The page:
Ice-out trout sure like to bite

There is one fish in Sunset Country that, as soon as the ice leaves, is hot!
Lake trout love cold water and they need it to survive. As water starts to warm, lake trout must move deeper to stay with the cold water.
So early in the season, when all the water within a lake is cold, “lakers” get on the prowl—eating anything they can get their fins on.
There are a variety of waters in Northwestern Ontario that hold lake trout. Some of the smaller bodies are home to large numbers of smaller fish, which predominately feed on invertebrates and the occasional baitfish.
Some the bigger waters, however, have bigger fish that feed exclusively on pelagic baitfish like smelt, ciscoes, and whitefish.
Knowing what trout feed on in the body of water you are fishing will help in determining the type of presentation to use.
There are a few techniques that excel on early-season lakers. Trolling, jigging, and shore fishing are the three most commonly-used tactics by anglers in this area—and all produce plenty of fish each year.
The biggest lake trout I’ve ever had my hands on was a 43-inch tanker I caught on Lake of Woods when I was 15 years old. I caught it trolling a large Williams spoon way behind the boat, without any weight.
Spoons obviously are good trolling baits; match the size of the spoon to the size of the fish you are catching. For instance, if you are catching three- to six-pound fish, then try spoons in the three- to five-inch range.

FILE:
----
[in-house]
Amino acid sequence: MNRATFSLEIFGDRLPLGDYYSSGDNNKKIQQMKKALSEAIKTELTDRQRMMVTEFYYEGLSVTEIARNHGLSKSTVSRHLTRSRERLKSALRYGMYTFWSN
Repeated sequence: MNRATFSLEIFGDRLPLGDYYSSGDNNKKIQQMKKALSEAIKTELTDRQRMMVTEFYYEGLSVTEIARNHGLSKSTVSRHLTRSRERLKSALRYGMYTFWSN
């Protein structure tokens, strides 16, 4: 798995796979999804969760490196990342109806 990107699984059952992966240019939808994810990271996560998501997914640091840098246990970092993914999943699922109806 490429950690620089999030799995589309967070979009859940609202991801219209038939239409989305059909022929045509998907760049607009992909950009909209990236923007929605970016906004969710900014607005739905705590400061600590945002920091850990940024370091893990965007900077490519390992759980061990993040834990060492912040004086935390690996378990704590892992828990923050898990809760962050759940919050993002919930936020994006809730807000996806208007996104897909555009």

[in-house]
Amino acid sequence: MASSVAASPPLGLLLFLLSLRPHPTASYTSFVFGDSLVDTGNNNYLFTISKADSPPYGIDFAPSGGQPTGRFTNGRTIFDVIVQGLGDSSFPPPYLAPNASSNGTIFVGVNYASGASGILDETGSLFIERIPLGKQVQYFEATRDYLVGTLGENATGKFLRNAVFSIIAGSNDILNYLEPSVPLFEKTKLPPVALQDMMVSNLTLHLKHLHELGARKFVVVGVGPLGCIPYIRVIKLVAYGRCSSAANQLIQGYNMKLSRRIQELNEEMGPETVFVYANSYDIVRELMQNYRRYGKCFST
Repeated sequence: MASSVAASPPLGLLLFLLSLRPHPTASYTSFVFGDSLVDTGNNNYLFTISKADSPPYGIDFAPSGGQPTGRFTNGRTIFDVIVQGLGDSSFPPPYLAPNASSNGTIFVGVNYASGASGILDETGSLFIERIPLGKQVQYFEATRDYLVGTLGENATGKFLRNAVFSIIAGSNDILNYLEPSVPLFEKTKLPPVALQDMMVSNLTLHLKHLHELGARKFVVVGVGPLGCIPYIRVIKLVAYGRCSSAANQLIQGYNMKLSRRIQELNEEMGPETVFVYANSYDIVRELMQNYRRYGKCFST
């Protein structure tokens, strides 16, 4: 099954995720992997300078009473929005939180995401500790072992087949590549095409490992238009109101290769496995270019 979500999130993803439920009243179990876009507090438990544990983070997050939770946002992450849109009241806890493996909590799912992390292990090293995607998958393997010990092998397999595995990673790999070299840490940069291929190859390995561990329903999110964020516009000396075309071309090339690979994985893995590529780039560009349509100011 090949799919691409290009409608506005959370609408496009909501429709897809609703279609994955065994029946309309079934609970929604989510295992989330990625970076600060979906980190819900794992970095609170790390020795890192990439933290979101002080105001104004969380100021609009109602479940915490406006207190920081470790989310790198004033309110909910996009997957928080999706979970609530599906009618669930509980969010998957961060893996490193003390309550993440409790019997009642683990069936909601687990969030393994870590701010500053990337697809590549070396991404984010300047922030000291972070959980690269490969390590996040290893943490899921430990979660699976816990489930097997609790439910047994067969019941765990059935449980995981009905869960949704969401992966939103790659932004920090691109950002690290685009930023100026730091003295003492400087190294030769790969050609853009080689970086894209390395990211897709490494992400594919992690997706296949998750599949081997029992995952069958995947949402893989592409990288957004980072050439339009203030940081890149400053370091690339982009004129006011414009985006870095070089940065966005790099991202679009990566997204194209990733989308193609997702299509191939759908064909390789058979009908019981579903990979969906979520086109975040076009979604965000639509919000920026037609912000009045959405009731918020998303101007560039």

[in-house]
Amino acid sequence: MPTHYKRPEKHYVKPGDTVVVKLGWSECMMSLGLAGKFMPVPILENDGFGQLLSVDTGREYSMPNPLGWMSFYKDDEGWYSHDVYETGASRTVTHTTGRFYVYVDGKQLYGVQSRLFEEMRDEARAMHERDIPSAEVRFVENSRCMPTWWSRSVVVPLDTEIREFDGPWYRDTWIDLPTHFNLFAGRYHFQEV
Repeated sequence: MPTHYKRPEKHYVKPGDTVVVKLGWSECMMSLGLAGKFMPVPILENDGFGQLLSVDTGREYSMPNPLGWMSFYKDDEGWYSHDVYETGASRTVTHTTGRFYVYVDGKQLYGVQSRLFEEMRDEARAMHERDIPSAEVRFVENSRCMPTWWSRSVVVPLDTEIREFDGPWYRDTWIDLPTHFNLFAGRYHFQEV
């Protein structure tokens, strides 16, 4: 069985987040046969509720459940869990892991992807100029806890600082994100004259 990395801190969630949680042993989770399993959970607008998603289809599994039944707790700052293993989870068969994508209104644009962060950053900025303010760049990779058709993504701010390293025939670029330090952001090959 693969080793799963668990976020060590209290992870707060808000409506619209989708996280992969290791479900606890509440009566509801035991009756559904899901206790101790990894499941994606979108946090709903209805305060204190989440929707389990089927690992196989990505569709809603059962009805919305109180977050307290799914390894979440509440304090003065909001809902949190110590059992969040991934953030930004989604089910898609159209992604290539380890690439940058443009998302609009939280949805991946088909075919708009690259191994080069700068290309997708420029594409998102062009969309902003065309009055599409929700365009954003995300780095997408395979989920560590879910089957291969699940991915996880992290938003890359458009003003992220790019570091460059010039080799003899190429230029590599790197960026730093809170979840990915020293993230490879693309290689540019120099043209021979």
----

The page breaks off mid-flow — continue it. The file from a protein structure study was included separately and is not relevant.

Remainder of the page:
If you are targeting fish more than 10 pounds, then use five- to seven-inch spoons.
Sometimes weight is needed to fish deeper water or to troll faster and still keep the spoon down. In-line sinkers work, or else try snap weights, which actually “snap” onto your line ahead of your bait.
Crankbaits work great for trolling, as well. Rapala Taildancers and Shad Raps are good options.
I like to use natural colours, like chrome and white, but sometimes oddballs like chartreuse and firetiger crack ’em, too.
The best thing about trolling is it allows anglers to cover a lot of water to connect with fish. Notice where you get bites (i.e., are they coming when you go over a point, off an irregularity along the shoreline, on an inside turn or over a sharp drop-off).
Try to define a pattern and fish more spots just like these.
If, by trolling, you have found out where the fish are positioned, then you can attack with jigs. I also use jigs on some of my favourite spots, which I know are likely to be holding fish from past experience.
Tube jigs, bucktail jigs, or a jig-and-fluke combination all are proven fish catchers.
Once fish get a little deeper, later in the spring, sometimes marking fish on your electronics and then dropping a jig down on them will produce violent strikes.
I have some of my best fishing memories of when I was a little kid fishing on Williams Lake, north of Kenora. It was small lake we used to portage into annually and the fishing was fantastic.
They were not big lake trout, but the numbers were excellent.
We used to do a lot of shore fishing, or “beer-canning.” A piece of belly meat from a sucker, hooked on a treble hook and laid on bottom, was all we used.
My dad used to bring me and a couple of the neighbourhood kids, and we had a lot of fun running around on shore—waiting for the can to get pulled over.
This method should not be used on big fish, since many of the trout will swallow the sucker meat pretty quick, so only use it on fish you intend to keep.


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